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Seneca Sawmill Cuts Costs and Time With GUI and Web Technology

Marjorie Crouse programmer/analyst with Seneca— Photo by William Bragg


Customer: Seneca Sawmill Company
Headquarters: Eugene, Ore.
Business: Sustainable timber processing
Challenge: Automating many manual and time-consuming processes
Solution: Using several Business Computer Design (BCD) tools to extend its RPG applications across its operations
Hardware: An IBM Power 720 Express and IBM System i 270
Software: BCD’s Presto, WebSmart ILE, Clover, Catapult and Nexus Portal; and Barcode400 from T.L. Ashford

It’s a sawmill cliché: Thundering trucks stacked high with raw timber, sawdust flying around in the mill, wood chips on the floor. To some extent, that’s still true, but companies such as Seneca Sawmill Company are poised to turn this on its head.

Seneca is using advanced technology throughout its mills, not just in terms of how trees are sustainably processed and sawn into lumber, but also—using several tools from Business Computer Design (BCD)—in how information about its business is gathered and shared, from the front gate to the back office.

“Not only is upper management using the new interfaces, which we expected, but also our forklift drivers. At the beginning of this project, we never envisioned them having iPads mounted on their machines,” remarks Marjorie Crouse, programmer/analyst with Seneca. “Now, though, GUI- and Web-based access to our RPG systems is available nearly everywhere on our properties.”

Environmentally Responsible

Headquartered in Eugene, Ore., Seneca has grown since its inception in 1954, when it consisted of a single sawmill operation. It now has four mills—three in Eugene and one in Noti, Ore.—and a multicompany structure that includes Seneca Sawmill Company, Seneca Jones Timber Company, Seneca Noti and Seneca Sustainable Energy.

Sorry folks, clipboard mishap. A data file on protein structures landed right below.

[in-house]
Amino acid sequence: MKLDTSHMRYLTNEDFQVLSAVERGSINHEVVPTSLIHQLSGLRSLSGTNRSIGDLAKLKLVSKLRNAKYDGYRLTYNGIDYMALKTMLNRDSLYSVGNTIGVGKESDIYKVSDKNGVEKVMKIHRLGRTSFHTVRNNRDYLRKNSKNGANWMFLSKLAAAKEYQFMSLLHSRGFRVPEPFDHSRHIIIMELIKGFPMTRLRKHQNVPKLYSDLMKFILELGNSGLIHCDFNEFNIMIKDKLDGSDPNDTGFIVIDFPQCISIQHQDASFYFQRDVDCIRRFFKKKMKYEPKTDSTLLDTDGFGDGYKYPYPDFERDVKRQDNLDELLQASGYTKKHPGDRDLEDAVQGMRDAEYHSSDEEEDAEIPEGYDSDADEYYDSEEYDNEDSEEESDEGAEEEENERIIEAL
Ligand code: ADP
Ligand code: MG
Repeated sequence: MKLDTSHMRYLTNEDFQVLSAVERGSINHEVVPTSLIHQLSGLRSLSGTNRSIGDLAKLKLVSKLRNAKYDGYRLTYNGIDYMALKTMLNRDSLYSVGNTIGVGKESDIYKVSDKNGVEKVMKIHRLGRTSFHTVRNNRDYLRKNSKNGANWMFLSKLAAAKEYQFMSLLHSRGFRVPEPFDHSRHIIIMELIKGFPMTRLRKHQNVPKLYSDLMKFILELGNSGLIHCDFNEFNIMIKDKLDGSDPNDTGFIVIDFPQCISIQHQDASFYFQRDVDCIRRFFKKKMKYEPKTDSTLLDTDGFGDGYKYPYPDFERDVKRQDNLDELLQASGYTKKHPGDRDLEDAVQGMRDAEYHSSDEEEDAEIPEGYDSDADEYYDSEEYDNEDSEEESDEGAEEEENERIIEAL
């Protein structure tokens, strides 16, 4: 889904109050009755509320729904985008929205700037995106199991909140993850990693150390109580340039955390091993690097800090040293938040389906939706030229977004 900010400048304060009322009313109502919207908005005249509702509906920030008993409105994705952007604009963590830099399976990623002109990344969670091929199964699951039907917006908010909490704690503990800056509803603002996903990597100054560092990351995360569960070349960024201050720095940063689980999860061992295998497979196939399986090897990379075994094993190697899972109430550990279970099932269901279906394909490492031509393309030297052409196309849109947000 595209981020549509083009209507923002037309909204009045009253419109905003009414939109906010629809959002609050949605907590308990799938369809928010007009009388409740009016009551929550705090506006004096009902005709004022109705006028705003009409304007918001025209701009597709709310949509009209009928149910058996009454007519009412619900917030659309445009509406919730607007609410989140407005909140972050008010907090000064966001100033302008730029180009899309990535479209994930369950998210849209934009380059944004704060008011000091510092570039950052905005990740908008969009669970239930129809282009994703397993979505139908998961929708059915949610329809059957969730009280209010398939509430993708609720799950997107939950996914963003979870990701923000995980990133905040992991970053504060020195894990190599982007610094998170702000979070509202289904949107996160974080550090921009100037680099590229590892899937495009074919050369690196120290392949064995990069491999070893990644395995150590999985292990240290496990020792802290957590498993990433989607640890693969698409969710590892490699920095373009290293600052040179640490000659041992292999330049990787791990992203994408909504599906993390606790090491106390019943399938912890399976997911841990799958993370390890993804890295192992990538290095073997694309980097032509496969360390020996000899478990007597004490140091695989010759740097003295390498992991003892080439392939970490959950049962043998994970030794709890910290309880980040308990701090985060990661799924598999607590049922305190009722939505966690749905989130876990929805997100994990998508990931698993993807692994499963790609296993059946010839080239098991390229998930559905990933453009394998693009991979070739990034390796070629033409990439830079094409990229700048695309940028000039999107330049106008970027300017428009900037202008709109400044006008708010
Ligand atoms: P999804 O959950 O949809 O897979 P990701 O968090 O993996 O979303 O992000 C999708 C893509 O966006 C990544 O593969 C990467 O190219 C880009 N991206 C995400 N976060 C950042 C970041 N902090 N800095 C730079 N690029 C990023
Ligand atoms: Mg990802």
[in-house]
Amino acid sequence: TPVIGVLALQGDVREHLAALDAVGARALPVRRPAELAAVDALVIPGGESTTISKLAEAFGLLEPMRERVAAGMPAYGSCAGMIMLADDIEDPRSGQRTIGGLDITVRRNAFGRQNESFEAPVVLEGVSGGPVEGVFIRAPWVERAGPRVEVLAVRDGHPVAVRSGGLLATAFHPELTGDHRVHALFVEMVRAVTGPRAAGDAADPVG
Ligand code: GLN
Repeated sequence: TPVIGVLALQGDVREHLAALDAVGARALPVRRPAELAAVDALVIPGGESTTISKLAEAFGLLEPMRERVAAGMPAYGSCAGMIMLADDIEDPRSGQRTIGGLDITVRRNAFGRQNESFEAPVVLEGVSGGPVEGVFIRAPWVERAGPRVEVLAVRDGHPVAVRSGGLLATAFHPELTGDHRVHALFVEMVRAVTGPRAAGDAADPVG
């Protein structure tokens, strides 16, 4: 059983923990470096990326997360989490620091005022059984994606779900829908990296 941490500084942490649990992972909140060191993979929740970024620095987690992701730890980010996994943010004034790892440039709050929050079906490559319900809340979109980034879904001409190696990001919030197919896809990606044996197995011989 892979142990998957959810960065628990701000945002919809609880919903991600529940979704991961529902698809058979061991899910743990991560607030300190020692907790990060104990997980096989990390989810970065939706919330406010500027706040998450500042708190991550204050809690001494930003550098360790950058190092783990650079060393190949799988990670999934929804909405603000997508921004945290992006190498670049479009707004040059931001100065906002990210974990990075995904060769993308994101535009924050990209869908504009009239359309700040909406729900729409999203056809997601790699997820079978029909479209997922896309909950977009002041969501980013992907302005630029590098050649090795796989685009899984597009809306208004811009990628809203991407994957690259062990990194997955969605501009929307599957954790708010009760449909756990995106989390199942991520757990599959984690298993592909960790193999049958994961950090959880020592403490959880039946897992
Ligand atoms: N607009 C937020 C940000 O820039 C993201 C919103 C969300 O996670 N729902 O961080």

Founded by Aaron Jones, whose daughters Becky, Kathy and Jody are transitioning into more active roles as owners, Seneca produces more than 650 million board feet of lumber a year, up from 18 million in 1954. The company is one of the largest one-site mills in the U.S.

Seneca Sawmill and Seneca Noti sit at the core of the four-company model, processing trees that are either grown by Seneca Jones Timber or purchased from third parties. Seneca Sustainable Energy is what sets the company apart from its competitors, repurposing nearly 100 percent of the byproducts created in the lumber-manufacturing process.

“You might think that our mills would be dirty places, but they’re not. Everything is gathered and used. For example, we sell some of the bark, chips, sawdust and shavings that come out of the mills. We also use some of it—the bark, in particular—as fuel to create steam for our dry kilns for lumber that needs to be dried. Within that process, we also create renewable energy that we then sell back to a local electric company,” Crouse says.

Seneca Programmer/Analyst Steve Hall says that the burning of those byproducts and the energy it generates could supply electricity to 13,000 homes annually. “We’re very sustainable,” he adds.

Jim Utsler, IBM Systems Magazine senior writer, has been covering the technology field for more than a decade. Jim can be reached at



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